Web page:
An almost churchly air of ritualized mourning suffuses “Rigodon,” semi-experimental feature from co-writer-helmers Sari Lluch Dalena and Keith Sicat. While they evince a firm grip on their chosen atmosphere and aesthetic, little else comes through to great effect amid the drama’s underdeveloped murk. Story of variably legal emigres from the Philippines and elsewhere floundering in a cold Gotham sinks characters and message into self-conscious mannerism and elliptical dead ends. Modest fest exposure aside, prospects are slim.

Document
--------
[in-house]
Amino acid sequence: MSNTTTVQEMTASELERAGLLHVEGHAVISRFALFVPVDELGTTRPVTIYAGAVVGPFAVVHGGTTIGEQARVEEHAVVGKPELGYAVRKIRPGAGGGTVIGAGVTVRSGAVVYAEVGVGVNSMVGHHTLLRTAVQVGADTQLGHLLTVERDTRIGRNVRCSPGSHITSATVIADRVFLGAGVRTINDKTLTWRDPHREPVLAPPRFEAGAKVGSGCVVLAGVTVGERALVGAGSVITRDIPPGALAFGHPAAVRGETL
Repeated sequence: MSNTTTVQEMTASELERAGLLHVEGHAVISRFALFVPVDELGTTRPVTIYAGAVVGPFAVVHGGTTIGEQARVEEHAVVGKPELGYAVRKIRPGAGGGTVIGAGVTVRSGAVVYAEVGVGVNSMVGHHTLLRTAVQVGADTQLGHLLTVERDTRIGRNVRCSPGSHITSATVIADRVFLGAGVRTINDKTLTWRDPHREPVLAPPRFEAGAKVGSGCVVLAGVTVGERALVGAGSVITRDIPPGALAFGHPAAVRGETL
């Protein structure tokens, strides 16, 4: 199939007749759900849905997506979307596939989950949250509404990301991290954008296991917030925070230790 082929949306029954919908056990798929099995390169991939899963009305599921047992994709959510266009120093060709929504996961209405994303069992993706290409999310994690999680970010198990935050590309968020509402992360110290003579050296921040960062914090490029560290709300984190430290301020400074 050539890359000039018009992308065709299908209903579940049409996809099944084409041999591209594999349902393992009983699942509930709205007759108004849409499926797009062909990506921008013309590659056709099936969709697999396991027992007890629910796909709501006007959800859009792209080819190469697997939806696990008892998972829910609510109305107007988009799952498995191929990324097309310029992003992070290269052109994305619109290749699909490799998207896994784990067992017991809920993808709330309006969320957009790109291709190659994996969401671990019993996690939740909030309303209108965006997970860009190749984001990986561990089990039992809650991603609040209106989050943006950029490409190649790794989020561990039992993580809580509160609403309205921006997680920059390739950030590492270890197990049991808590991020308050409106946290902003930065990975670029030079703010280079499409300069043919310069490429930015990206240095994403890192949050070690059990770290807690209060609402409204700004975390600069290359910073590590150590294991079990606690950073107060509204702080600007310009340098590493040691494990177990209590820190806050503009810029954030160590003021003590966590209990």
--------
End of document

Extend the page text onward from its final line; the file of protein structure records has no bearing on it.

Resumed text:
Dante (Joel Torre) is a middle-aged poet who’s risked running afoul of the law to help fellow immigrants. Now he suffers discomfiting scrutiny from an INS agent (incongruously Brit-accented Stephanie Schmiderer) who combines investigation with flirtation. Aspiring pro boxer Amando (Arthur Acuna) desperately misses the wife left behind, his homesickness dovetailing with that of neighbor Salome (Chin-Chin Gutierrez), whose marriage to a retired overseas U.S. soldier is unfulfilling. All three principals experience ghostly visions of absent loved ones. Poetry is quoted, choreography integrated and one garish dream sequence seems set in a David Lynch-gone-drag alternate universe. But despite some striking moments and handsome design contribs, the whole emerges pretentious and uninvolving.